Picked in 1925, Jack Leslie would have been the first black player to play for England, 53 years before Viv Anderson.
By the time he died, in 1988 at the age of 88, there were many more black players at top levels of the game.
Leslie was born in Canning Town, in London’s docklands, in 1900, to an English mother and a Jamaican father.
A gifted athlete, he played for Barking Town, where his prolific scoring record attracted the attention of Plymouth Argyle, then a third-division club.
He joined them in the 1921-22 season and stayed for 14 years, making 401 appearances and scoring 137 goals, a feat made all the more impressive because of the racial abuse he experienced at the hands of both crowds and opponents.
He is remembered as a great attacking inside left but also a utility player who could fill in as a central defender.
In 1925, Argyle’s manager, Bob Jack, called his star striker into his office and gave him some thrilling news – Jack Leslie had been selected to play for England against Ireland.
It was a great achievement for the player and an honour for third-division Plymouth.
His selection was the talk of the club and the town – but some days later, when the newspapers published the team, Billy Walker, of Aston Villa, was in the starting line-up and Leslie was named as a travelling reserve.
He never did travel with the England team to Belfast.
Instead, while England struggled to a 0-0 draw, he scored twice, as Plymouth trounced Bournemouth 7-2 at home.
“I believe that the manager sent in his request, saying: ‘I’ve got a brilliant player here, he should play for England,'” his granddaughter, Lesley Hiscott, said.
“So then someone came down to watch him.
“They weren’t watching his football.
“They were looking at the colour of his skin.
“And because of that, he was denied the chance of playing for his country.”
Leslie later suggested finding out he was black, for the selectors, must have been “like finding out I was foreign”.
But he accepted what had happened and, according to his granddaughters, never expressed any bitterness.
They remember him as a kind and loving grandfather.
He had married their grandmother, Lavinia, in 1925, at a time when it was unusual for a black man to marry a white woman.
And as a consequence, some of the family, and Lavinia in particular, experienced racial abuse.
Lyn Davies said: “If I walked down the street with my friends and he was coming the other way, he would cross to the other side of the road so I could pretend that I didn’t know him, so I didn’t suffer.
“But I’d run across and say, ‘Hello Granddad.'”
Despite helping Plymouth gain promotion, a top-four finish in division two, captaining the club and, in 1931-32, scoring 21 goals in 43 games, Leslie was never again picked for England.
Anderson, picked to play for England against Czechoslovakia at Wembley in 1978, went on to win 30 caps.
“I’d never heard of Jack Leslie until up to two weeks ago,” he told BBC News.
“And that’s a crying shame, because what he achieved and what he did should be paramount in every black person’s mind.
“It’s a crying shame but hopefully the statue they are trying to get erected will carry on his legacy.”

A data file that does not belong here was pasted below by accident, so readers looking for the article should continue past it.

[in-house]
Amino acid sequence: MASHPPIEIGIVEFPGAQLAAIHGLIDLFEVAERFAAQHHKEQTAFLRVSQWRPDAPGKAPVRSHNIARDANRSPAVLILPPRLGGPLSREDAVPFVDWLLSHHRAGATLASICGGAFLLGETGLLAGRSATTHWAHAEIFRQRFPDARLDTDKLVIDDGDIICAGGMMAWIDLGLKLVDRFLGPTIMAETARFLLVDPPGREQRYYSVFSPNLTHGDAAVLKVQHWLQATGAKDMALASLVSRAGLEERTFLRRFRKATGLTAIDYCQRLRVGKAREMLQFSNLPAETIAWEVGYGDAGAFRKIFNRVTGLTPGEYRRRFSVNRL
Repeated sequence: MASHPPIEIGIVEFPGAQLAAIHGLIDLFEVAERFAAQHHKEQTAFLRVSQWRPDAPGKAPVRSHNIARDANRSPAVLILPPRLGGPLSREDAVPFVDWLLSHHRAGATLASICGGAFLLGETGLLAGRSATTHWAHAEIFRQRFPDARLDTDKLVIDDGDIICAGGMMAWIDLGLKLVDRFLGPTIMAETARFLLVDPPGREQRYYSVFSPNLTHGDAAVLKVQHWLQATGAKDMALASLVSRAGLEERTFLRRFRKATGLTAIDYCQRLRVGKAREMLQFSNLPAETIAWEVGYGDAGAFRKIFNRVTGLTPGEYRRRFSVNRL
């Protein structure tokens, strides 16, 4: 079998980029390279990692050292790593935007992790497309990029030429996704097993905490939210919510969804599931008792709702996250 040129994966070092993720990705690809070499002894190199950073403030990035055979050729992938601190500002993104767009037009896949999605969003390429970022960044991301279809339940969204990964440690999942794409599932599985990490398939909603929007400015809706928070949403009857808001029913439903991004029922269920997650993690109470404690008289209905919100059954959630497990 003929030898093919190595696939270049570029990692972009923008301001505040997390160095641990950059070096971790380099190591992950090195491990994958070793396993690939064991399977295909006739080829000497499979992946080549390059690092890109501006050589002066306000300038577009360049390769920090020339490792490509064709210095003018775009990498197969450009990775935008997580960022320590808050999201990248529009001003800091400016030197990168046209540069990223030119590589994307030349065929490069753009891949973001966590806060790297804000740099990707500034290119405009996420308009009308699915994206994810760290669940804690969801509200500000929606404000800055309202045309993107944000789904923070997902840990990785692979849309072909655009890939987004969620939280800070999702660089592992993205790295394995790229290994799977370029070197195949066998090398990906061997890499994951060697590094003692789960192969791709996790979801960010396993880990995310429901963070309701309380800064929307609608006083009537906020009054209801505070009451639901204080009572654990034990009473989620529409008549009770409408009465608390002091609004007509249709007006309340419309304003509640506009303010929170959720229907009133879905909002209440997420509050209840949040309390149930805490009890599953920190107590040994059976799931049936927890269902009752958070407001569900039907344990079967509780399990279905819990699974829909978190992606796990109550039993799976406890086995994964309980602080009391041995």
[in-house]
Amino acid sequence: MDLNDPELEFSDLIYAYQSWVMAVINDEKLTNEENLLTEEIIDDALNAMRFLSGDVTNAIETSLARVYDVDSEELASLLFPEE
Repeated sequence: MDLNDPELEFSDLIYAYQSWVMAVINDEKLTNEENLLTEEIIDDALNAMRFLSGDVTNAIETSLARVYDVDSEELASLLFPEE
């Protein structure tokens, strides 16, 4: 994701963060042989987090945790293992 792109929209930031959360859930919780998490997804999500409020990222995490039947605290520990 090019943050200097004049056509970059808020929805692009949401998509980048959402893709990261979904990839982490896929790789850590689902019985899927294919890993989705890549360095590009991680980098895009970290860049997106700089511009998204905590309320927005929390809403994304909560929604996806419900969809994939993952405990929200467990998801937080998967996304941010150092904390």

Argyle have already honoured Leslie with a mural and renamed their boardroom after him.
And now a group of fans are campaigning for a statue.
“At a time when some statues are being pulled down, we want to put one of Jack Leslie up to commemorate his amazing achievements and to remember the injustice that he suffered,” campaign co-founder Greg Foxsmith says
The campaign hopes to raise £100,000.
And supporters include Anderson and the club itself.
“Having a statue promoted by our fans and funded by fans is a statement by them that they are joining the fight against racism in football,” Plymouth chairman Simon Hallett told BBC News.
“History has been written by the winners and I think we are now trying to pay more attention to some of the victims of those victories.”
Bill Hern co-author of the upcoming book Football’s Black Pioneers said: “Jack Leslie should have been a major figure in the history of British football and society.
“Everyone needs a role model and young black footballers didn’t have that major role model in the 30s, 40s and 50s.
“Had he played for England, as he should have, he would have fired the aspirations of generations of young black players.”
Leslie’s playing days came to an end after he sustained an injury when a lace from a leather ball flew into his eye.
He and his family returned to east London and he resumed his trade as a boilermaker
Following his retirement and with time on his hands, Lavinia urged him to go to West Ham and ask the club if there was any work he could do.
He met manager Ron Greenwood, who immediately recognised and remembered him as a great player.
Greenwood offered him a job in the boot room, where, somewhat poignantly, he cleaned mud from the boots of England stars Bobby Moore, Geoff Hurst, Martin Peters, and Trevor Brooking.
In a further ironic twist to his story, Leslie also cleaned the boots of West Ham’s black striker Clyde Best, who, in the late 1960s and 1970s, was still one of only a tiny number of black players in top-flight English football.
Leslie loved the work and being around footballers but it was hardly fitting for a man who should have occupied a unique place in football history – and now, perhaps, will.
“Stories like this are incredibly sad. Discrimination in the game, in any form or from any time period, is unacceptable,” said FA chairman Greg Clarke, adding that English football had made “huge strides” in diversity, although there was still more to do.
He said the FA backed the campaign for a statue to recognise Leslie as a pioneer.